Grace and Guilt
Vol: 30 Issue: 27 Wednesday, December 27, 2017
Grace is one of those Divine topics that is so deep and wide and endless that there can never be enough said about it. It is so complex in its simplicity that a full understanding of it probably cannot be had this side of heaven.
Grace is easier to define by what it is not than by what it is. Grace is not mercy or love. In Ephesians 2:4-6 three doctrines are outlined in their individual and specific understandings; grace, mercy, and love.
“But God, who is rich in mercy, for His great love wherewith He loved us, Even when we were dead in sins, hath quickened us together with Christ, (by grace ye are saved;) And hath raised us up together, and made us sit together in heavenly places in Christ Jesus:”
God is rich in mercy. He loves us with great love. But we are not saved by mercy or love. One can extend mercy without extending grace.
We are not saved by His love. If we know anything from Scripture about man’s relationship with God, it is this: God loves all sinners. Not all sinners are or will be saved.
Addressing mercy first, one could define Divine mercy as God’s compassion, which moved Him to provide a Savior in the first place. If God could save a single soul on the basis of His mercy alone, then every soul could be saved on that basis. In that case, Christ’s death was unnecessary.
As for God’s love, it is reflective of God’s infinite character. It is the motivating purpose behind all that God does on man’s behalf. The Bible says that there is joy in heaven at the salvation of one sinner.
But God’s infinite character is that of holy and righteous love and since sin is an offense before Him, God cannot save a soul without first making a way to satisfy the claims that Divine righteousness makes against the sinner.
One of the dumber arguments often used by atheists to question the existence of God is the question of God’s omnipotence. “If God can do anything, can He make a rock so big He can’t lift it?” It is a stupid question but you’d be surprised how many people actually try to answer it.
The atheist is trying to get the believer to admit that there are some things that even God can’t do.
But the fact is, there are things that even God can’t do. God cannot sin. God cannot compromise justice. God cannot abandon His holy nature. And so, until Divine justice is satisfied, God’s infinite love cannot realize its desire.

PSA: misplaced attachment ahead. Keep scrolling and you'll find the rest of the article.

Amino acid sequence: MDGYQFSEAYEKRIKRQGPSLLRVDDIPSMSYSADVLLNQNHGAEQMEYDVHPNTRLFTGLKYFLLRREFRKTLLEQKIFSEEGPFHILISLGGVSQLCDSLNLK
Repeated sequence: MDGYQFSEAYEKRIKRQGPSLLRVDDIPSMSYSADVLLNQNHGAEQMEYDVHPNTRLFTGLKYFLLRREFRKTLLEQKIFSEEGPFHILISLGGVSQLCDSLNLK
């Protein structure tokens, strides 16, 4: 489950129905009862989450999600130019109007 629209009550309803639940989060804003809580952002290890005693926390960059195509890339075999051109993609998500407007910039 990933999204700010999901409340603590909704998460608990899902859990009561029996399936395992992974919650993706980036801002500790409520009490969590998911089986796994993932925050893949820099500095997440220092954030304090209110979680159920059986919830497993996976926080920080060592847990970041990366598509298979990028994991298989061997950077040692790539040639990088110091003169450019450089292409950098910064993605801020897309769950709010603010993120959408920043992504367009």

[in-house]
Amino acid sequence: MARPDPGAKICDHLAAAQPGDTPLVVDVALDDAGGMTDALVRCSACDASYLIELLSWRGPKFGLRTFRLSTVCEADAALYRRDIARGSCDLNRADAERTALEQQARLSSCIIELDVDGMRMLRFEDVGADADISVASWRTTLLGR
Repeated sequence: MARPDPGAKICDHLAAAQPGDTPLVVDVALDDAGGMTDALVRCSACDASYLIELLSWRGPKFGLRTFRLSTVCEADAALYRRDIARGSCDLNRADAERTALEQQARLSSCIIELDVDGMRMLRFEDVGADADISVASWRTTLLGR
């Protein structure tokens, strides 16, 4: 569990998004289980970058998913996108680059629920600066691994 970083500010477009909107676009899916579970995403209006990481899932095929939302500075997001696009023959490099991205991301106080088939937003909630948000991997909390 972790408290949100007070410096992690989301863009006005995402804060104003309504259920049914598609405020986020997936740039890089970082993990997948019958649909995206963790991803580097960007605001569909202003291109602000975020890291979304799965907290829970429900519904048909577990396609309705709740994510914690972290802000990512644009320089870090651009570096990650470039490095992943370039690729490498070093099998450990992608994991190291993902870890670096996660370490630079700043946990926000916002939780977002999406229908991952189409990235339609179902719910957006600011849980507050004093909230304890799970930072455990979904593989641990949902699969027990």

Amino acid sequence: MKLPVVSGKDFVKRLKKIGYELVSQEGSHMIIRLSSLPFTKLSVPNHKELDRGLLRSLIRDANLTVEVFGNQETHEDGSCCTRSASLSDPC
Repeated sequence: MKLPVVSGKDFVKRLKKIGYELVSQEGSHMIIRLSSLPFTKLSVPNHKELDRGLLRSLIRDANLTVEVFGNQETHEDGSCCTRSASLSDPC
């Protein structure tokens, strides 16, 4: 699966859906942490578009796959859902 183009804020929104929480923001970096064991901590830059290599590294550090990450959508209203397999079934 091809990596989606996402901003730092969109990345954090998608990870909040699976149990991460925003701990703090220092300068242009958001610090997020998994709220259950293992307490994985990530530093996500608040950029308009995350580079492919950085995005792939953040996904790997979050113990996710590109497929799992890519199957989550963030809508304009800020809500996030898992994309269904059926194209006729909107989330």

Mercy and love are what grace are not. Grace is what God is free to do on behalf of the lost after Christ satisfied the judicial requirements by paying the penalty for sin.
Although the holy demands of justice were satisfied by the sacrificial execution of Christ, the love of God can never be satisfied until He has done all that He can for the one that accepts Christ’s judgment on their behalf.
What is the greatest thing that God could do for you, a sinner? How about elevating you to be conformed to the image of the Son of God?
Love and mercy represent the whys of salvation, but not the how.
Since grace only represents what God can and will do for those who trust in His Savior, it must function independently of all human effort or cooperation. Grace demands nothing beyond confidence in God’s ability to save.
Grace provides the only mechanism whereby men can be saved God’s mercy and love are not enough. God’s mercy and love were every bit as much in operation before I was saved as after.
“But God commendeth his love toward us, in that, while we were yet sinners, Christ died for us.” (Romans 5:8)
This is the second most difficult part of the salvation process. If I’ve been pardoned, why do I still feel guilty? You can tell me I’m no longer guilty all day long, but I was with me. I know better. And I’m not much at self-deception.
I was guilty of sin before I was saved. Some of those sins haunt me still. And if I remain on this earth, I will be guilty of sin again.
The guilt is real. I know it. So does the enemy – it is one of his most effective weapons against believers.
“Maybe you’re saved by grace, but you’re guilty. You don’t deserve salvation.”
What makes it so effective is that it is true. Sin is rebellion against God and His authority. Jesus may have paid for my sins at Calvary, but He wasn’t guilty of them. I was.
The Divine disposition of guilt is one of the greatest triumphs of grace. Note that there are two aspects to the concept of ‘guilt’.
The first aspect is personal guilt. Personal guilt is nothing more than the historical record of your sins. You committed them alone. That fact will never change. Not here and now. Not in the hereafter.
You are personally guilty. God didn’t make you do it. Satan didn’t make you do it. You alone are guilty. Personal guilt is non-transferable. That’s why you still feel guilty even though you know that you are saved.
The second aspect is that of judicial guilt. This is guilt as an obligation to justice. Judicial guilt is transferable – one can be personally guilty but if someone else pays the penalty due, then the law has no further claim.
The Lord Jesus offered Himself as a substitute to bear the obligation demanded of the world by Divine justice. We need only acknowledge and stand before God under the terms of His provision of grace.
It is by faith that I recognize my judicial guilt and by faith accept that my salvation is by grace, a gift of God and not of works, lest any should boast.
But to him that worketh not, but believeth on Him that justifieth the ungodly, hisfaith is counted for righteousness. (Romans 4:5)
That is what our faith is in – not our ability to stay saved, but His ability to keep us — by His grace.
Saved by the blood of the Crucified One!
The Father He spake, and His will it was done;
Great price of my pardon, His own precious Son;
Saved by the blood of the Crucified One!
Your sins ARE all pardoned. Your guilt IS all gone. It cannot work any other way.